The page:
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xGunners: How to calculate xPoints

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Curious about expected points (xPoints)? Continue reading to have all your questions answered.

Behind The Scenes At CERN The World's Largest Particle Physics Laboratory Photo by Dean Mouhtaropoulos/Getty Images

Welcome to the inaugural issue of the xGunners Stats Mailbag, just one question today but it is a good one to dig into.


I have been reading Scott's material on Twitter. Is there a formula to calculate xPts from xG? I have come across web applications but not convenient for doing it in bulk.


Hello dear reader! First off, thanks for following me on twitter. Secondly I too had this question when I was first starting out.

Before I jump into the specifics of how to calculate expected points (xPoints going forward), I want to do a short explanation of what xPoints are.

xPoints, similar to xG, attempts to put context on how likely certain events are to happen based on the quality of the chances created. xPoints takes xG and moves to the next level from goals scored to look at how the results of the match would play out in the long run.

For example, the Stoke City vs Arsenal match from earlier this season. That match ended with a scoreline of 1-0 in favor of Stoke. The xG in the match was 0.8 to 1.7 in favor of Arsenal.

Stoke vs Arsenal xG map, the pink dot is the shot that was actually scored.

The actual points was 3 for Stoke and 0 for Arsenal but the xPoints based on simulating the match 10,000 times was 0.7 to 2.0 in favor of Arsenal.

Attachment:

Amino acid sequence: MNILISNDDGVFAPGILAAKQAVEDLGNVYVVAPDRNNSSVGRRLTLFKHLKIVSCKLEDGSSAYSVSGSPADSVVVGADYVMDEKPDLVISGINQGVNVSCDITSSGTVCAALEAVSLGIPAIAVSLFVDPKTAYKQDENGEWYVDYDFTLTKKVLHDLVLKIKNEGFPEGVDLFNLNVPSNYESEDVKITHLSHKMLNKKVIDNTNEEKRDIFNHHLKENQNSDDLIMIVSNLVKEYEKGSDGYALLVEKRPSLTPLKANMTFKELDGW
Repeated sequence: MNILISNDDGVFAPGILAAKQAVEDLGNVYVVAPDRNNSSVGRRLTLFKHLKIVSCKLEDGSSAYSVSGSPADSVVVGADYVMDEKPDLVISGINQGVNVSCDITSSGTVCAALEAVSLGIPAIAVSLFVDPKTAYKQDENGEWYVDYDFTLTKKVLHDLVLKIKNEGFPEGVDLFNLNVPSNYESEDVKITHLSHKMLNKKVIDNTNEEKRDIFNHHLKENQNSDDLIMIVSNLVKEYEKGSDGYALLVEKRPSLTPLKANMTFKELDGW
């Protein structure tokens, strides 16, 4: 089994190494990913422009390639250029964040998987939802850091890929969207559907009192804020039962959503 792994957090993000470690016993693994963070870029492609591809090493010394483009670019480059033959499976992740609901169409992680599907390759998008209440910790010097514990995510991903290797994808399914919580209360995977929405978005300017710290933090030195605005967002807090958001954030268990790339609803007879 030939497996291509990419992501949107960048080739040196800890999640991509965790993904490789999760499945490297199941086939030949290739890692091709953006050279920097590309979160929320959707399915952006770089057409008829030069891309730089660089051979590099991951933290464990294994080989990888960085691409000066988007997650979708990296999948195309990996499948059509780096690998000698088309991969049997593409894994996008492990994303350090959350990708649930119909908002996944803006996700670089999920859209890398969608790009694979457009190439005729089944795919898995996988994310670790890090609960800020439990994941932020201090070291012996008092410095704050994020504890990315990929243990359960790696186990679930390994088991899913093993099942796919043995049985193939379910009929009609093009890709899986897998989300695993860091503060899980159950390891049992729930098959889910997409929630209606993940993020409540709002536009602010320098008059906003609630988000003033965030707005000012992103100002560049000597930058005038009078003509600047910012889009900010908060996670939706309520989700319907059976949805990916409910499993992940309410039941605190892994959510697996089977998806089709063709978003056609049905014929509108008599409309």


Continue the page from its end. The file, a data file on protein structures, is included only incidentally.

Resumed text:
Stoke vs Arsenal simulated outcomes

In this match, xPoints help to illustrate how much of a smash and grab this match was for Stoke.

Now to answer the question from the reader, I have a couple ways that I use to calculate xPoints. The first method and in my opinion the superior method is to use a Monte Carlo simulation based on the expected goals for the match to determine the probability of the amount of goals scored, the probability of different goal differences happening and also the expected points for a match.

The results of that are in the image above from the Stoke City vs Arsenal match. Like the reader I have also found that this is not the fastest method and I haven’t perfected a way to do it in bulk either (perhaps a project for the off-season). If you want to play around with something very similar, Danny Page has created a wonderful online expected goal tool that I built my visualization to emulate.

The second method that I use is based on the results from previous matches with similar xG differentials. This is not a perfect substitute for doing a full simulation of a match but over the course of a season it works out pretty well.

xPoints from xG differential

xG Differential xPoints
xG Differential xPoints
1.5+ 2.7
1.5 < 1 2.3
1 < 0.5 2
0.5 < 0 1.5
0 < -0.5 0.7
-0.5 < -1 0.5
-1 < -1.5 0.3
< -1.5 0.1

Going back to the Stoke City vs Arsenal example, on the table it again has a 2.0 xPoints value for the 0.9 positive xG differential and 0.5 xPoints for Stoke.

Here is the full table with the xPoints for each team:

That’s it for today. If you have a question about stats or analytics you can send in your question through email at or through twitter @theshortfuse or @oh_that_crab.